Mon September 10 2018 - DETROIT Michigan - Shelter at Saint Andrews Hall (USA)
Tue September 11 2018 - BUFFALO New York - Tralf (USA)
Thu September 13 2018 - BALTIMORE Maryland - 8x10 Club (USA)
Fri September 14 2018 - PHILADELPHIA Pennsylvania - Union Transfer (USA)
Sat September 15 2018 - BURLINGTON Vermont - Waterfront Park Burlington (USA)
Tue September 18 2018 - BROOKLYN New York - Music Hall Of Williamsburg (USA)
Wed September 19 2018 - NEW YORK New York - Bowery Ballroom (USA)
Tue September 25 2018 - PORTLAND Maine - Port City Music Hall (USA)
Wed September 26 2018 - BOSTON Massachusetts - Royale Boston (USA)
Thu September 27 2018 - WASHINGTON District Of Columbia - U Street Music Hall (USA)
Sat September 29 2018 - CARRBORO North Carolina - Cat's Cradle (USA)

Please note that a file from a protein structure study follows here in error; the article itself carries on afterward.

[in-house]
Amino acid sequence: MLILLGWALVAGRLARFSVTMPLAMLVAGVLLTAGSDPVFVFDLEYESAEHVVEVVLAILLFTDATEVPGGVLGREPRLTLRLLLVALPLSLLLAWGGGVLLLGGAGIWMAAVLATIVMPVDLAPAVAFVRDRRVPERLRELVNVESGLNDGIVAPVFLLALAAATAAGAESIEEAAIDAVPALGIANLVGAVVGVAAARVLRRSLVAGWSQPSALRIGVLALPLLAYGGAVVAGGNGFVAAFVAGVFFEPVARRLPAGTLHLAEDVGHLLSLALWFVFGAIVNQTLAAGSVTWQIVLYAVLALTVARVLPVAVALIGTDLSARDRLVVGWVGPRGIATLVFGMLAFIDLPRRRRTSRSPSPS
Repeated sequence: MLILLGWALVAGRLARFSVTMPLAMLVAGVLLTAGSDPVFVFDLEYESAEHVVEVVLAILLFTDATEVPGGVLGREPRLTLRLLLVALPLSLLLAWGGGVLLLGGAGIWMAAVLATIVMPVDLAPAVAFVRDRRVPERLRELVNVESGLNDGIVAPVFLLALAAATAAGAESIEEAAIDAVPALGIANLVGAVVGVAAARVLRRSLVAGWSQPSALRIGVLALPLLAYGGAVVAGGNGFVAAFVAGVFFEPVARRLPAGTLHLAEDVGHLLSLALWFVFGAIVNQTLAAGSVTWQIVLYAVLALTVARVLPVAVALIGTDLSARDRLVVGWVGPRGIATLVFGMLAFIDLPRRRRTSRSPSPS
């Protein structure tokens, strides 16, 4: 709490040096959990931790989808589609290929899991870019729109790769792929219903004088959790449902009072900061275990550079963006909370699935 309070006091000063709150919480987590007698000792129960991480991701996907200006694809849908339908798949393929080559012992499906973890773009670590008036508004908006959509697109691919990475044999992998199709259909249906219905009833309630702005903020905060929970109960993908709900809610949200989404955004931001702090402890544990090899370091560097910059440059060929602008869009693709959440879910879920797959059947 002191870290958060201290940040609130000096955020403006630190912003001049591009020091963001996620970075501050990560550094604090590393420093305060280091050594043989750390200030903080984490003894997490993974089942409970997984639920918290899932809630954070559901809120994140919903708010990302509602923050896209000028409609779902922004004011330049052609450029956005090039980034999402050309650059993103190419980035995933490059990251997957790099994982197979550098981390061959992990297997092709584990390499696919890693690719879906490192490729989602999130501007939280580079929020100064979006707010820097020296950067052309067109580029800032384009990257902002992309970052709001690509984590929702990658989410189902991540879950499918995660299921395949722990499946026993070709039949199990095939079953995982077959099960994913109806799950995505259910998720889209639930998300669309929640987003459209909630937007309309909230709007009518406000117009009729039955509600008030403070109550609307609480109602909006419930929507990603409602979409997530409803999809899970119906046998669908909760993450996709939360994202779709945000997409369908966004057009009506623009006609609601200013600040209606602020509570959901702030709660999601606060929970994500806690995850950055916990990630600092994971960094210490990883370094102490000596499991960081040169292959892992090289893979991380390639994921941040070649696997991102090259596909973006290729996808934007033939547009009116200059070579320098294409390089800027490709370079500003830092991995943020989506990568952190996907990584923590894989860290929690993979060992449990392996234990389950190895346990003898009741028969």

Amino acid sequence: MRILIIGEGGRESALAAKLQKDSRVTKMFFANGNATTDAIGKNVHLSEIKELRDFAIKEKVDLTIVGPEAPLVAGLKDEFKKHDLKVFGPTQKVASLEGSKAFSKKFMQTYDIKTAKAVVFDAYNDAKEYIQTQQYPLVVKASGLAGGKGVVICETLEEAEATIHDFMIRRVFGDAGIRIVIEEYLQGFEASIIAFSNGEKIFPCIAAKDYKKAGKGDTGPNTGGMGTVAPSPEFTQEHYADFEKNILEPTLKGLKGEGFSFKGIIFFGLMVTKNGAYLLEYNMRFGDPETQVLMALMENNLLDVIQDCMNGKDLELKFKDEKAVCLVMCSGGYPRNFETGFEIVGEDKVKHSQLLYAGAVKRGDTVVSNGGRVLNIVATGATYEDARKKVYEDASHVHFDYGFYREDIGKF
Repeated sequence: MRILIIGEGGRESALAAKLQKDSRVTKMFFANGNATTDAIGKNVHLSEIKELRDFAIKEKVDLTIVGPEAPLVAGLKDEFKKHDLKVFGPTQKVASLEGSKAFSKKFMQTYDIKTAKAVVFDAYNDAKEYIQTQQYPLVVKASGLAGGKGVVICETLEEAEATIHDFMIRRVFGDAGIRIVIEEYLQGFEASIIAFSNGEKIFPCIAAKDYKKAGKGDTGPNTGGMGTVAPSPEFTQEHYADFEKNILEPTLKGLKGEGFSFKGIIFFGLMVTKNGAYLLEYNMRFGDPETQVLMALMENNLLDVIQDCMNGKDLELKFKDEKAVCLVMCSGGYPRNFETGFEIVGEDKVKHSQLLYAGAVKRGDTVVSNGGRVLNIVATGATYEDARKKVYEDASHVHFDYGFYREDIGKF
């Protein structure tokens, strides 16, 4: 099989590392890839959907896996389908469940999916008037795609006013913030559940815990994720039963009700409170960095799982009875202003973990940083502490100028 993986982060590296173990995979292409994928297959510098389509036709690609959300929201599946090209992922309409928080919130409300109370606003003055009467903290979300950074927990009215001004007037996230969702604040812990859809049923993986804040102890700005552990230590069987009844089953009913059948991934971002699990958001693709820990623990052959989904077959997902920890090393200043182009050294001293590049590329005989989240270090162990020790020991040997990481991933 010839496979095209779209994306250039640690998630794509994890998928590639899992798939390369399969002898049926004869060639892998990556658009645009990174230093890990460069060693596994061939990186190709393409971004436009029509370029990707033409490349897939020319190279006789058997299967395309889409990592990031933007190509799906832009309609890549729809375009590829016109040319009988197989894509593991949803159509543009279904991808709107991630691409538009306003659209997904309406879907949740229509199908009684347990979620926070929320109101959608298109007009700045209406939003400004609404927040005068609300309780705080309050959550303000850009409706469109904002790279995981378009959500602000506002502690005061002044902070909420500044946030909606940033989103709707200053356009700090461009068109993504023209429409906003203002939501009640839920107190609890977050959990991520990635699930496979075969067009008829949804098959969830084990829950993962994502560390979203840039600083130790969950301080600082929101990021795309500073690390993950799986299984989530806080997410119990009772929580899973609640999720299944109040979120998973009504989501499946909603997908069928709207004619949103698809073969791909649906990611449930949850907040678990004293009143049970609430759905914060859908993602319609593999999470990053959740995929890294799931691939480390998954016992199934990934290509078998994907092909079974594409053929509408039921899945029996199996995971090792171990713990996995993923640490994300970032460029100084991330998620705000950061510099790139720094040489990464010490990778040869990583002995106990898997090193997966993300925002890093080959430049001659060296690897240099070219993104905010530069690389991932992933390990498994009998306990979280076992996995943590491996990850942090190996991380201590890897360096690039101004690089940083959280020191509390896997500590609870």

Mon October 01 2018 - RICHMOND Virginia - Broadberry (USA)
Tue October 02 2018 - CHARLOTTE North Carolina - Visulite Theatre (USA)
Wed October 03 2018 - ATLANTA Georgia - Terminal West At King Plow Arts Center (USA)
Thu October 04 2018 - BIRMINGHAM AL Alabama - Saturn - Birmingham (USA)
Tue October 09 2018 - DALLAS Texas - Cambridge Room at House Of Blues - Dallas (USA)
Wed October 10 2018 - HOUSTON Texas - Bronze Peacock At The House Of Blues - Houston (USA)
Fri October 26 2018 - NEW ORLEANS Louisiana - City Park (USA)
Tue October 30 2018 - GLASGOW Poetry Club
Wed October 31 2018 - MANCHESTER Jimmy's NQ
Thu November 01 2018 - LONDON Hoxton Square Bar and Kitchen
Sat November 03 2018 - SOUTHAMPTON Heartbreakers
Sun November 04 2018 - BRIGHTON Prince Albert
Mon November 05 2018 - PARIS Les Etoiles (France)
Tue November 06 2018 - BRUSSELS Witloof Bar (Belgium)
Thu November 08 2018 - AMSTERDAM Paradiso (Netherlands)
Fri November 09 2018 - COLOGNE Artheater (Germany)
Mon November 12 2018 - BERLIN Badehaus (Germany)
Tue November 13 2018 - MUNICH Orangehouse (Germany)
Wed November 14 2018 - ZURICH Bogen F (Switzerland)
Fri November 16 2018 - NYON La Parenthese (Switerland)